dynamic memory allocation in C ++ without pointers - what is the purpose of pointers?


Consider the following C++ program:

#include <iostream>
using namespace std;

void printArray(int p_values[], int size, int elements_set);

int main()
    int next_element = 0;
    int size = 3;
    int p_values[size];
    int val;
    cout << "Please enter a number: ";
    cin >> val;

    while (val > 0)
    if (size == next_element+1)
        size *=2;
        int p_values[size];
    p_values[next_element] = val;
    cout << "Current array values are: " << endl;
    printArray(p_values, size, next_element);
    cout << "Please enter a number (or 0 to exit): ";
    cin >> val;


void printArray(int p_values[], int size, int elements_set)
cout << "Total size of array: " << size << endl;
cout << "Number of slots set so far: " << elements_set << endl;
cout << "Values in the array: " << endl;
    for (int i = 0; i < elements_set; ++i){
        cout << "p_values[" << i << "] = "
             << p_values[i] << endl;

What the code does is simply this: 1. the user is asked for a number 2. the number is saved in an array 3. the current content of the array is printed out

Once the array is full, its size is doubled. Such a dynamic increase of an array during runtime is usually done with a pointer. In fact, I was told that such dynamic increasing of an array size is only possible by using pointers.

However, as you can see in the program above, I did not use any pointers but only a static array. Nevertheless, the program dynamically increases the sizeof the array at runtime.

Therefore, my questions are these: 1. Why was I told at university (and also in several books) that, in a C++ program, increasing memory usage during runtime is only possible by using pointers? 2. What's the point of pointers (apart from making it possible to pass variables by reference when calling a function), given the dynamic memory allocation can be done without them?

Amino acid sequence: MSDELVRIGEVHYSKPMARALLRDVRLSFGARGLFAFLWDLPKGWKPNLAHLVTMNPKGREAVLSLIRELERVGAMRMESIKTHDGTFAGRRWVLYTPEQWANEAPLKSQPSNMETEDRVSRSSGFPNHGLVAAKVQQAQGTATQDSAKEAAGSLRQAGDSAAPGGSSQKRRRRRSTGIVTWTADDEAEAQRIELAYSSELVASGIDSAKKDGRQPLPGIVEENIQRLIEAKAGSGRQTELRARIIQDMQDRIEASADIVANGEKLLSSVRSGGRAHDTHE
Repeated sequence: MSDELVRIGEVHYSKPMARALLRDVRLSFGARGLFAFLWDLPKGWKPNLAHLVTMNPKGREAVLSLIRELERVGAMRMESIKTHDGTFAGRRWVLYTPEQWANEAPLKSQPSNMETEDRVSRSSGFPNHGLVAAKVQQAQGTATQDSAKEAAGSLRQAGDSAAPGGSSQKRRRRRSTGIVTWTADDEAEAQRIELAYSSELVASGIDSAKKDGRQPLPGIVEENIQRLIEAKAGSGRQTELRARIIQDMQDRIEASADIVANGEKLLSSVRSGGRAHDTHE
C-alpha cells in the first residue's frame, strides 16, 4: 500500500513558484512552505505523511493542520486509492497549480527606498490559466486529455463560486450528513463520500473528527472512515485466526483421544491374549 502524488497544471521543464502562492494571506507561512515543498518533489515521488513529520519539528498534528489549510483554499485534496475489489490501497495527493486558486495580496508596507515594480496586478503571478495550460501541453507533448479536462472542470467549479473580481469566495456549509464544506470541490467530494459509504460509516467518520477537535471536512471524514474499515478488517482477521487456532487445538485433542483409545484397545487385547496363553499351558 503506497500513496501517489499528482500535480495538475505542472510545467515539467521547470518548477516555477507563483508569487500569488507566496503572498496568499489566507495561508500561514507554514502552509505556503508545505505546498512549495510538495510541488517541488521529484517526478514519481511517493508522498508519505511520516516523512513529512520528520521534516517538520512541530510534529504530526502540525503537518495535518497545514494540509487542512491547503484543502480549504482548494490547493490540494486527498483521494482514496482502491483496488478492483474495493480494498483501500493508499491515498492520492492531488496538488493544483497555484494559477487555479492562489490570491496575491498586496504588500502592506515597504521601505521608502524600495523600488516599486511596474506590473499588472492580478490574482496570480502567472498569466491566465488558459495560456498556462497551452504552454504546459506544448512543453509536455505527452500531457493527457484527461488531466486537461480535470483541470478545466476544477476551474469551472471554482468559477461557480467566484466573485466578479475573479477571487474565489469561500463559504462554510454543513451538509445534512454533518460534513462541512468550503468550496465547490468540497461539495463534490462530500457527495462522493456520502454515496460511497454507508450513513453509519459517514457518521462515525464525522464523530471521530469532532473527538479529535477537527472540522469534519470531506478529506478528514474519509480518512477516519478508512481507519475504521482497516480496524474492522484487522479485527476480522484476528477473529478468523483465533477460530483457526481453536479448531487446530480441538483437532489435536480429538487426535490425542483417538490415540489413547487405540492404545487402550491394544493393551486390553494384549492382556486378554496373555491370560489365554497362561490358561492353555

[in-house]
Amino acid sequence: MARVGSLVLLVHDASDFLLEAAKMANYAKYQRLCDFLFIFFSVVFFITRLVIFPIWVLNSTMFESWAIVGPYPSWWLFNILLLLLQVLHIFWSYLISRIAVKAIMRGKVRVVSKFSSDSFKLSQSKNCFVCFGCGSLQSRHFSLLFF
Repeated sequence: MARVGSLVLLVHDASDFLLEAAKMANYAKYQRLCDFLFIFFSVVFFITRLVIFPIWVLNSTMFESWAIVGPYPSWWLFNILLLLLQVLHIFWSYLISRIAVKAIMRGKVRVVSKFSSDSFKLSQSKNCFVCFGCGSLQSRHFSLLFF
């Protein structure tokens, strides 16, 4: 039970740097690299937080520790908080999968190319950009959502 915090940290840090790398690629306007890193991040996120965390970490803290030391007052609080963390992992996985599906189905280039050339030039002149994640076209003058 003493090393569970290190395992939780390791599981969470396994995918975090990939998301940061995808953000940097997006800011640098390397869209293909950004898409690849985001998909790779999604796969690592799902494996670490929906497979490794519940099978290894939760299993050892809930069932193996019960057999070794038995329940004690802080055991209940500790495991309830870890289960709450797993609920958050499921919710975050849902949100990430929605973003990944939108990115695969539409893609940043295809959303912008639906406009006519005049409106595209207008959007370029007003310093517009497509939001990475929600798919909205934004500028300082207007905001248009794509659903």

After having run the program for a while and having entered 8 numbers, the output of the program looks as follows:

Please enter a number (or 0 to exit): 8
Current array values are:
Total size of array: 12
Number of slots set so far: 8
Values in the array:
p_values[0] = 1
p_values[1] = 2
p_values[2] = 3
p_values[3] = 4
p_values[4] = 5
p_values[5] = 6
p_values[6] = 7
p_values[7] = 8
Please enter a number (or 0 to exit):

    size *=2;
    int p_values[size];

Nope. This does not increase the size of the existing p_values array, declared at the beginning of the function. This declares a different array named p_values, in the inner scope...

...and since the inner scope immediately ends here, this has no effect whatsoever. The loop the continues and runs off the end of the original p_values array, resulting in undefined behavior and memory corruption.

Nevertheless, the program dynamically increases the sizeof the array at runtime.

No, it didn't. The size of the existing array was not dynamically increased. A different, larger variable-length array was declared in inner scope, and immediately destroyed. The original array remained at its original size, and undefined behavior resulted.

Just keep inputting more values into the array, and at some point you'll end up smashing the return address on the stack, resulting in a segfault when main() returns (assuming your compiler implements variable-length arrays dynamically by adjusting the size of the current function's stack frame).